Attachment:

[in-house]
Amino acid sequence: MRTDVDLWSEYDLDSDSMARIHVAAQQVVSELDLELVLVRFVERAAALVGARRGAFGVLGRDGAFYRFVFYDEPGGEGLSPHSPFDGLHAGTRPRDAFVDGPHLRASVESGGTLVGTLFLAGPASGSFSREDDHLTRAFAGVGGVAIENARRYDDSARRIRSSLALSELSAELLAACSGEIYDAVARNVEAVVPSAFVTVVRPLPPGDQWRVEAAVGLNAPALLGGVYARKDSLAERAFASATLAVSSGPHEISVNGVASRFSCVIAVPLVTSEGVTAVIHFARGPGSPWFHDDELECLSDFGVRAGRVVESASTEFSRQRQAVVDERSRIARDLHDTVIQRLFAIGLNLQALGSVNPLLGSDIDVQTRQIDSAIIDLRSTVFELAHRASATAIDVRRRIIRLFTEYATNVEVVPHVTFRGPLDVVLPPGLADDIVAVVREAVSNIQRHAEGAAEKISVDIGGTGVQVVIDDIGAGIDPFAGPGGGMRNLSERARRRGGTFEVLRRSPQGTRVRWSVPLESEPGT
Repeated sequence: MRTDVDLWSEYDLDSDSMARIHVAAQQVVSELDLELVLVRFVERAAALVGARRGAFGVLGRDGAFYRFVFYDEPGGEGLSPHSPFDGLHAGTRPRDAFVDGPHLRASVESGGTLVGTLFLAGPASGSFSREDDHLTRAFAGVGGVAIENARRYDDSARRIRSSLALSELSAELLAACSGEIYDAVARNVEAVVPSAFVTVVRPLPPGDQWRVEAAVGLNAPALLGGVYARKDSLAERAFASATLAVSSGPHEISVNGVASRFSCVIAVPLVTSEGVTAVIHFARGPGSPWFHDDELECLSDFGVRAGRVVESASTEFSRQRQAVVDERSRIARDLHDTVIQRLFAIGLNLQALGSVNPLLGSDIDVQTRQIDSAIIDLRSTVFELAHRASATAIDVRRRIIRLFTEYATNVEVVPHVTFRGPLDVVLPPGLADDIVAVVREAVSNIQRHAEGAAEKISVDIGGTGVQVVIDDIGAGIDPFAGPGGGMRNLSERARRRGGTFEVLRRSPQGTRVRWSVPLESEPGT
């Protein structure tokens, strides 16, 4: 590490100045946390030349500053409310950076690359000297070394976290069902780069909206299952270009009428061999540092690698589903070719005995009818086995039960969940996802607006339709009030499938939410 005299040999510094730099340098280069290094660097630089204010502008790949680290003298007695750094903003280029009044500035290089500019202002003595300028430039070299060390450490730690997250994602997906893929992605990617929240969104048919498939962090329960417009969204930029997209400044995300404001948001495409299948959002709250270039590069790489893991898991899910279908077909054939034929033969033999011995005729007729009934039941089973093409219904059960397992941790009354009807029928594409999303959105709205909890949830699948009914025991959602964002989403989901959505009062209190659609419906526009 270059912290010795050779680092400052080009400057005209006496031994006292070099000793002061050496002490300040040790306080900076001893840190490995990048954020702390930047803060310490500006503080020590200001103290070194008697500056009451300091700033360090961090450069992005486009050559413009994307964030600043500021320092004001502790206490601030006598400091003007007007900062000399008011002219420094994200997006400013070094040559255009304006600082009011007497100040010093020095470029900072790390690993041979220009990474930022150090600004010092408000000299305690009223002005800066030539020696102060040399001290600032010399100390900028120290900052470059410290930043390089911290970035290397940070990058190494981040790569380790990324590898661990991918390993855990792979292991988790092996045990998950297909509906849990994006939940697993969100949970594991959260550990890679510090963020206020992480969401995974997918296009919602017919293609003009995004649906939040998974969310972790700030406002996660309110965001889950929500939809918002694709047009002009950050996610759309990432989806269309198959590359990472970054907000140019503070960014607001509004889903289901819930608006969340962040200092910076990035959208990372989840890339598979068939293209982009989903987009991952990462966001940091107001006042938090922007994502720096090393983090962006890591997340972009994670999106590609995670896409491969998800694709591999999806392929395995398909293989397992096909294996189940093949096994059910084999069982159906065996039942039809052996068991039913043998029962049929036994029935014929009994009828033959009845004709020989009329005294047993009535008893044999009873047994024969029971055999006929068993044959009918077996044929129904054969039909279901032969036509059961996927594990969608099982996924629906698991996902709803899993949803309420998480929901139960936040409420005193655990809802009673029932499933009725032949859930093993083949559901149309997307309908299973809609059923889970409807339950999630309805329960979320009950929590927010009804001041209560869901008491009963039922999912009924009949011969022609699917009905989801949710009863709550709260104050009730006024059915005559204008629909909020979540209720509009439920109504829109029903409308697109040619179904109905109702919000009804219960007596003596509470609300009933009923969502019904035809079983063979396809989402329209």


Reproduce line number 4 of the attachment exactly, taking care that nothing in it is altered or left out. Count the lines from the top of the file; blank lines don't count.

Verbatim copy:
């Protein structure tokens, strides 16, 4: 590490100045946390030349500053409310950076690359000297070394976290069902780069909206299952270009009428061999540092690698589903070719005995009818086995039960969940996802607006339709009030499938939410 005299040999510094730099340098280069290094660097630089204010502008790949680290003298007695750094903003280029009044500035290089500019202002003595300028430039070299060390450490730690997250994602997906893929992605990617929240969104048919498939962090329960417009969204930029997209400044995300404001948001495409299948959002709250270039590069790489893991898991899910279908077909054939034929033969033999011995005729007729009934039941089973093409219904059960397992941790009354009807029928594409999303959105709205909890949830699948009914025991959602964002989403989901959505009062209190659609419906526009 270059912290010795050779680092400052080009400057005209006496031994006292070099000793002061050496002490300040040790306080900076001893840190490995990048954020702390930047803060310490500006503080020590200001103290070194008697500056009451300091700033360090961090450069992005486009050559413009994307964030600043500021320092004001502790206490601030006598400091003007007007900062000399008011002219420094994200997006400013070094040559255009304006600082009011007497100040010093020095470029900072790390690993041979220009990474930022150090600004010092408000000299305690009223002005800066030539020696102060040399001290600032010399100390900028120290900052470059410290930043390089911290970035290397940070990058190494981040790569380790990324590898661990991918390993855990792979292991988790092996045990998950297909509906849990994006939940697993969100949970594991959260550990890679510090963020206020992480969401995974997918296009919602017919293609003009995004649906939040998974969310972790700030406002996660309110965001889950929500939809918002694709047009002009950050996610759309990432989806269309198959590359990472970054907000140019503070960014607001509004889903289901819930608006969340962040200092910076990035959208990372989840890339598979068939293209982009989903987009991952990462966001940091107001006042938090922007994502720096090393983090962006890591997340972009994670999106590609995670896409491969998800694709591999999806392929395995398909293989397992096909294996189940093949096994059910084999069982159906065996039942039809052996068991039913043998029962049929036994029935014929009994009828033959009845004709020989009329005294047993009535008893044999009873047994024969029971055999006929068993044959009918077996044929129904054969039909279901032969036509059961996927594990969608099982996924629906698991996902709803899993949803309420998480929901139960936040409420005193655990809802009673029932499933009725032949859930093993083949559901149309997307309908299973809609059923889970409807339950999630309805329960979320009950929590927010009804001041209560869901008491009963039922999912009924009949011969022609699917009905989801949710009863709550709260104050009730006024059915005559204008629909909020979540209720509009439920109504829109029903409308697109040619179904109905109702919000009804219960007596003596509470609300009933009923969502019904035809079983063979396809989402329209």